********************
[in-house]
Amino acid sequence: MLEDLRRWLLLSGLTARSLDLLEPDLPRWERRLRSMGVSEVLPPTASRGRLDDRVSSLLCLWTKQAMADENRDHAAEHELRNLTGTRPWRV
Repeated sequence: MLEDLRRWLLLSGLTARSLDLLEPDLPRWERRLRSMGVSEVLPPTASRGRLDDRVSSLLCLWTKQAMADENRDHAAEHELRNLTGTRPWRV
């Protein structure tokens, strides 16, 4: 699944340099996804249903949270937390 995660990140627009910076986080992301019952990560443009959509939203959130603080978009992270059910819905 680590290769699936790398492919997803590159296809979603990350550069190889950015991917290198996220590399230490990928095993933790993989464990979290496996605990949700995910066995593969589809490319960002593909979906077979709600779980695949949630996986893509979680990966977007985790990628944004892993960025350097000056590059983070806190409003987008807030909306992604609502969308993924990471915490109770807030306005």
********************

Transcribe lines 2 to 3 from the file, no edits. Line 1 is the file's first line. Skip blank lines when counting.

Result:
Amino acid sequence: MLEDLRRWLLLSGLTARSLDLLEPDLPRWERRLRSMGVSEVLPPTASRGRLDDRVSSLLCLWTKQAMADENRDHAAEHELRNLTGTRPWRV
Repeated sequence: MLEDLRRWLLLSGLTARSLDLLEPDLPRWERRLRSMGVSEVLPPTASRGRLDDRVSSLLCLWTKQAMADENRDHAAEHELRNLTGTRPWRV